Following in the tradition that brought electricity and telephone service to rural America, municipalities across the country are setting up wireless Internet access for little or no expense to users.
Cerritos, California and Spokane, Washington were among the first to create municipal networks, and Chaska, Minnesota; Corpus Christi, Texas; and Cleveland, Ohio, also have networks covering parts of or all of their municipalities.
So-called WiFi networks (for wireless fidelity) uses low power microwave radio to provide high-speed Internet service to small areas. Initially deployed in universities, hotels and airports, wireless “hotspots” can cover an entire community.
There are no municipal networks in Maine, although Bowdoin College has extended its free campus WiFi to downtown Brunswick. Lynn Bromley, D-South Portland, said there’s nothing to prevent the creation of municipally subsidized WiFi, even in the smallest most remote communities, she said.
“We have the technology, it’s affordable, and we’re not dependent on big utilities,” she said. “If we have to give utilities and cable companies big incentives to deliver service and at the same time, we have the capability to do it ourselves, why not go that route?”
Three communities in the Rockland area are already served by low-cost wireless “mesh” networks set up by private companies. Mesh-Air serves Camden and Appleton for $15 per month, which is about one third the price of competing DSL or cable service. Redzone Wireless serves Thomaston for $19.95 a month. Travelers with a laptop and a credit card can access either system for less than $5 per day.
The founders of the two networks used to be partners, but split up to develop separate business plans. Jim McKenna of Redzone is seeking to provide “soup-to-nuts” service to municipalities, while Taylor Vaughn of Mesh-Air is willing to work on a smaller, more grassroots scale.
“Mesh-Air’s idea is different than most,” said Mesh-Air CEO Vaughn of Appleton. “We want to be in the unserved areas of Maine where people can’t get a connection.”
The ingredients to set up a mesh network are pretty modest. First is access to a T-1, DSL or fiber optic line. All Maine communities now have this service at either a town library, the schools, or both through the Maine School and Library Network. Also needed is a collection of radio-wave nodes set up at various high points in the community. Such a system can be set up for an investment of $10,000 to $80,000 depending on the topography and size of community, said Vaughn.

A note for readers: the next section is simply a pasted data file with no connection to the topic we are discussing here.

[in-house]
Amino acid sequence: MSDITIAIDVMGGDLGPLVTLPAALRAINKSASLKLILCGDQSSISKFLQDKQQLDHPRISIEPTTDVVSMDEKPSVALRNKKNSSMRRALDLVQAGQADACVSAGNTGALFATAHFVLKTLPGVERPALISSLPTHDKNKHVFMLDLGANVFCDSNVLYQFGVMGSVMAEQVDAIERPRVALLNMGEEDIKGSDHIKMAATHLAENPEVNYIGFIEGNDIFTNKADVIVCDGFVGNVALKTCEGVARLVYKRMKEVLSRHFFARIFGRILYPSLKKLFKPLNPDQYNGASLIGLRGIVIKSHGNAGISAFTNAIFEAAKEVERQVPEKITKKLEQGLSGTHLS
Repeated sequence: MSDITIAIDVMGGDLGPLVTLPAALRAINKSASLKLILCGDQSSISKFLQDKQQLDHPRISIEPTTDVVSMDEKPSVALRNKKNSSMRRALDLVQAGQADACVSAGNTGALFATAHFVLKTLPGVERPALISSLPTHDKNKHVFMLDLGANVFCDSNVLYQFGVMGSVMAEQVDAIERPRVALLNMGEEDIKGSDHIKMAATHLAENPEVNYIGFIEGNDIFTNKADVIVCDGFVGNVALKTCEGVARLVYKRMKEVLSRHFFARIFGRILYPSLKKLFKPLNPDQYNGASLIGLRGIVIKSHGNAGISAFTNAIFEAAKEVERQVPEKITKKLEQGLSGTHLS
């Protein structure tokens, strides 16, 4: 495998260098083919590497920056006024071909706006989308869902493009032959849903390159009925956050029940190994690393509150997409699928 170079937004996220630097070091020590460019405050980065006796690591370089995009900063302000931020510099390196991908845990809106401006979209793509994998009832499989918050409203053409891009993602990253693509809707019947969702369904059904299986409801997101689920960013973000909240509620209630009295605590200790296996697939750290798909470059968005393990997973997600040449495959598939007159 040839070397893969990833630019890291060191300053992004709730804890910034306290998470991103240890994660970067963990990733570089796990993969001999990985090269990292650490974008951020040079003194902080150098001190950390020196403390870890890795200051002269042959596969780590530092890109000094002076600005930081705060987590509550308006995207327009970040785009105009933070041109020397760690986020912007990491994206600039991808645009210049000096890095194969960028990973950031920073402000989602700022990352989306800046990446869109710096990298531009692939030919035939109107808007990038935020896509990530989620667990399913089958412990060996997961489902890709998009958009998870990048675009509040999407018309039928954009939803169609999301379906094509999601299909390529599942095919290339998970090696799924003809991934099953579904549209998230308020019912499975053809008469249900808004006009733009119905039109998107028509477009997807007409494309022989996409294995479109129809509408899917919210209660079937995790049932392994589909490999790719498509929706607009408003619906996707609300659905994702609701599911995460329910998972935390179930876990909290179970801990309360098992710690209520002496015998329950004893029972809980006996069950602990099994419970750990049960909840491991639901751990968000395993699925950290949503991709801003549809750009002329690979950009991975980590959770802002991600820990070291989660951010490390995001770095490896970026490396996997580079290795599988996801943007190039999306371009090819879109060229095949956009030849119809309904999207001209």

The minimal investment means minimal cost to users.
“If you have [a mesh] in your community, there’s no reason not to sign up,” said Chris Rector, a Republican state representative from Thomaston who hosts a node on the roof of his barn.
The low-cost appeal of WiFi is a threat to big telcos and cable companies with huge investments in copper, fiber optic and coaxial cable systems.
When Philadelphia announced plans in 2004 for a municipally subsidized WiFi network throughout the city’s 135 square miles, Verizon moved to block the rollout through state legislation. The compromise legislation allows Philadelphia’s plan to go forward but prevents other Pennsylvania communities from offering subsidized Internet access if it can be provided by the private sector.
Rector said its unclear whether municipal WiFi would face such opposition in Maine. On the one hand, the service is cheaper than what is available from telephone and cable companies. On the other hand, WiFi might complement rather than compete with existing companies in rural parts of Maine.
“If it becomes enormously successful ... then probably they [Verizon] might throw up roadblocks,” Rector said.